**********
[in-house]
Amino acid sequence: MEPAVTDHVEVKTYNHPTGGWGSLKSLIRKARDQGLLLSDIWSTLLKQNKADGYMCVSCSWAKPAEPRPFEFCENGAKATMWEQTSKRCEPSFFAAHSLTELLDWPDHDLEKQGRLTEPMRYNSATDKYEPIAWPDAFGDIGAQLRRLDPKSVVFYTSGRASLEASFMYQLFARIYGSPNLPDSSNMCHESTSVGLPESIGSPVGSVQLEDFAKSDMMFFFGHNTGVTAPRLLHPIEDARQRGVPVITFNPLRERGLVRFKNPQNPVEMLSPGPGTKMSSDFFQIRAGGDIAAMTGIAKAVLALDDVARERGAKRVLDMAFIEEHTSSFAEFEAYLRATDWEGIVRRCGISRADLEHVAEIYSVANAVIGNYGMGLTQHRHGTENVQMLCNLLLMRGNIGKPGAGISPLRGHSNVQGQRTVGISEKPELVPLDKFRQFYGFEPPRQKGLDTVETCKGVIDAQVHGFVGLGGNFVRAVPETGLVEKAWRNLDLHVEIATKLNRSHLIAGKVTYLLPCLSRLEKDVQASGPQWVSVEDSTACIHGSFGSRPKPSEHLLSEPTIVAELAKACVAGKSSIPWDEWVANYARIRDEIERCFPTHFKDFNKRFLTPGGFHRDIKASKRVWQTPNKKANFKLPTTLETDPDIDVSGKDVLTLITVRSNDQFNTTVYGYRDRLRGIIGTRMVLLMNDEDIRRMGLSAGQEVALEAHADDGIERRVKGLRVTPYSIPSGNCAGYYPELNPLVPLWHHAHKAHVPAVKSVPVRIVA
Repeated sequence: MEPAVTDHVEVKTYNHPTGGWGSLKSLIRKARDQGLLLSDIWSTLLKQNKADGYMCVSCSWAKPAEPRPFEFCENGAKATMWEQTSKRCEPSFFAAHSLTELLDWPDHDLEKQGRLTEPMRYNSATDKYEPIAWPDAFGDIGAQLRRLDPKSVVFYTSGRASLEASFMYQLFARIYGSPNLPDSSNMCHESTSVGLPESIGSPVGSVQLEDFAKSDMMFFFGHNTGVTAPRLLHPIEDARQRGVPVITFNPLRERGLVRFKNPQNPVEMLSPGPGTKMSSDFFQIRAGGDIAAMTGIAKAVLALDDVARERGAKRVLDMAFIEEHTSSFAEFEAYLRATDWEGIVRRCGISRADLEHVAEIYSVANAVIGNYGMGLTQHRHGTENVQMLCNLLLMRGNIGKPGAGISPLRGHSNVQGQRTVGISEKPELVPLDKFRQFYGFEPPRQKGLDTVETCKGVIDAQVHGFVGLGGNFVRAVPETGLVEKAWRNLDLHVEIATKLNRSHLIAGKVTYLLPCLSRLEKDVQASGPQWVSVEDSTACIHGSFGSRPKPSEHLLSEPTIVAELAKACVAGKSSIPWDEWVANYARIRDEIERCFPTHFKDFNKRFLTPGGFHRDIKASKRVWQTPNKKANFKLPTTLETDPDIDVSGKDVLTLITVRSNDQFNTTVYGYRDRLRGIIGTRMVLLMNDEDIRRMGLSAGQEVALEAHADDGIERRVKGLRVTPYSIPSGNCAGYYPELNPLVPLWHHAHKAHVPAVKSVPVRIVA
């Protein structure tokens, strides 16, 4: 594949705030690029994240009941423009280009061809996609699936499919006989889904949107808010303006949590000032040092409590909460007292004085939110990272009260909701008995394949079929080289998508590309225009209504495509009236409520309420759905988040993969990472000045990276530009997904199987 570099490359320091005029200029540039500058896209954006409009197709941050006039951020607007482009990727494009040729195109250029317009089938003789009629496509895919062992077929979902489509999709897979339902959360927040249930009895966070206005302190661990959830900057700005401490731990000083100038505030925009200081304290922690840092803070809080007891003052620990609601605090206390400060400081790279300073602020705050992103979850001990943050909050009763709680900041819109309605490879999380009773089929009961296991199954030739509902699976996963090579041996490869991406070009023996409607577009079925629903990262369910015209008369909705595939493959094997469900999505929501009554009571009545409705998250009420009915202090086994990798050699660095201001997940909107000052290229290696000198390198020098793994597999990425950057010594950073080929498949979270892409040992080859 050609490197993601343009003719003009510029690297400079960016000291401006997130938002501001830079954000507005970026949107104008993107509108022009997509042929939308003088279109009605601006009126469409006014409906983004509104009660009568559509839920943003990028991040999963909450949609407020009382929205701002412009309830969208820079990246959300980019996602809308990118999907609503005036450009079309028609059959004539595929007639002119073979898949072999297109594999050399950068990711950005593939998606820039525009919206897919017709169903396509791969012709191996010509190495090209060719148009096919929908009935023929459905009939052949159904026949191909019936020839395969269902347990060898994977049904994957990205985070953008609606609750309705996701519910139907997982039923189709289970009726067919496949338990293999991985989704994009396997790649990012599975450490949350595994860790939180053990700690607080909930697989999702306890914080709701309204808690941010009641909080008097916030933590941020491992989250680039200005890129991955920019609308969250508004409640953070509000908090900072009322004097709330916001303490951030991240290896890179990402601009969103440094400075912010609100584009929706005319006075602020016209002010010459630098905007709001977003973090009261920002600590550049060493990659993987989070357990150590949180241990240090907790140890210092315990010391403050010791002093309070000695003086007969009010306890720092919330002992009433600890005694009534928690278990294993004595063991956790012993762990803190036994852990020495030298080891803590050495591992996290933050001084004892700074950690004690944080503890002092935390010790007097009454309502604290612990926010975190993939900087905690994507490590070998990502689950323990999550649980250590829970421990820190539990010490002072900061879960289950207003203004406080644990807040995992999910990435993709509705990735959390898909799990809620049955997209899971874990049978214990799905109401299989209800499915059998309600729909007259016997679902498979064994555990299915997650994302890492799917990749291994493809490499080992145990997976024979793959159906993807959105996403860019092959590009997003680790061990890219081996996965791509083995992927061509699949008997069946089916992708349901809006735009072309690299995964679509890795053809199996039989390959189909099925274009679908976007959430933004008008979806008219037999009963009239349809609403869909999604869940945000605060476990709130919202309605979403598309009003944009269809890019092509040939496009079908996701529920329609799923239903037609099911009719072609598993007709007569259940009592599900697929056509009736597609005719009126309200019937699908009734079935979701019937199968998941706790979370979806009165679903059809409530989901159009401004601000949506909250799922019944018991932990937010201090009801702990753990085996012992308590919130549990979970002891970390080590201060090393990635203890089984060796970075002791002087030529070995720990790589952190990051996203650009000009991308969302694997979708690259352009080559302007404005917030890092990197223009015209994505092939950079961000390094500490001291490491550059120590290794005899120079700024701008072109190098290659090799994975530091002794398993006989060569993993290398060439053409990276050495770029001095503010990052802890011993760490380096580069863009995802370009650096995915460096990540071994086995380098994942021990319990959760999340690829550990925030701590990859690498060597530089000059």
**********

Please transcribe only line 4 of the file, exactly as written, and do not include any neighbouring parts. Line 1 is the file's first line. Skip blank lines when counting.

């Protein structure tokens, strides 16, 4: 594949705030690029994240009941423009280009061809996609699936499919006989889904949107808010303006949590000032040092409590909460007292004085939110990272009260909701008995394949079929080289998508590309225009209504495509009236409520309420759905988040993969990472000045990276530009997904199987 570099490359320091005029200029540039500058896209954006409009197709941050006039951020607007482009990727494009040729195109250029317009089938003789009629496509895919062992077929979902489509999709897979339902959360927040249930009895966070206005302190661990959830900057700005401490731990000083100038505030925009200081304290922690840092803070809080007891003052620990609601605090206390400060400081790279300073602020705050992103979850001990943050909050009763709680900041819109309605490879999380009773089929009961296991199954030739509902699976996963090579041996490869991406070009023996409607577009079925629903990262369910015209008369909705595939493959094997469900999505929501009554009571009545409705998250009420009915202090086994990798050699660095201001997940909107000052290229290696000198390198020098793994597999990425950057010594950073080929498949979270892409040992080859 050609490197993601343009003719003009510029690297400079960016000291401006997130938002501001830079954000507005970026949107104008993107509108022009997509042929939308003088279109009605601006009126469409006014409906983004509104009660009568559509839920943003990028991040999963909450949609407020009382929205701002412009309830969208820079990246959300980019996602809308990118999907609503005036450009079309028609059959004539595929007639002119073979898949072999297109594999050399950068990711950005593939998606820039525009919206897919017709169903396509791969012709191996010509190495090209060719148009096919929908009935023929459905009939052949159904026949191909019936020839395969269902347990060898994977049904994957990205985070953008609606609750309705996701519910139907997982039923189709289970009726067919496949338990293999991985989704994009396997790649990012599975450490949350595994860790939180053990700690607080909930697989999702306890914080709701309204808690941010009641909080008097916030933590941020491992989250680039200005890129991955920019609308969250508004409640953070509000908090900072009322004097709330916001303490951030991240290896890179990402601009969103440094400075912010609100584009929706005319006075602020016209002010010459630098905007709001977003973090009261920002600590550049060493990659993987989070357990150590949180241990240090907790140890210092315990010391403050010791002093309070000695003086007969009010306890720092919330002992009433600890005694009534928690278990294993004595063991956790012993762990803190036994852990020495030298080891803590050495591992996290933050001084004892700074950690004690944080503890002092935390010790007097009454309502604290612990926010975190993939900087905690994507490590070998990502689950323990999550649980250590829970421990820190539990010490002072900061879960289950207003203004406080644990807040995992999910990435993709509705990735959390898909799990809620049955997209899971874990049978214990799905109401299989209800499915059998309600729909007259016997679902498979064994555990299915997650994302890492799917990749291994493809490499080992145990997976024979793959159906993807959105996403860019092959590009997003680790061990890219081996996965791509083995992927061509699949008997069946089916992708349901809006735009072309690299995964679509890795053809199996039989390959189909099925274009679908976007959430933004008008979806008219037999009963009239349809609403869909999604869940945000605060476990709130919202309605979403598309009003944009269809890019092509040939496009079908996701529920329609799923239903037609099911009719072609598993007709007569259940009592599900697929056509009736597609005719009126309200019937699908009734079935979701019937199968998941706790979370979806009165679903059809409530989901159009401004601000949506909250799922019944018991932990937010201090009801702990753990085996012992308590919130549990979970002891970390080590201060090393990635203890089984060796970075002791002087030529070995720990790589952190990051996203650009000009991308969302694997979708690259352009080559302007404005917030890092990197223009015209994505092939950079961000390094500490001291490491550059120590290794005899120079700024701008072109190098290659090799994975530091002794398993006989060569993993290398060439053409990276050495770029001095503010990052802890011993760490380096580069863009995802370009650096995915460096990540071994086995380098994942021990319990959760999340690829550990925030701590990859690498060597530089000059």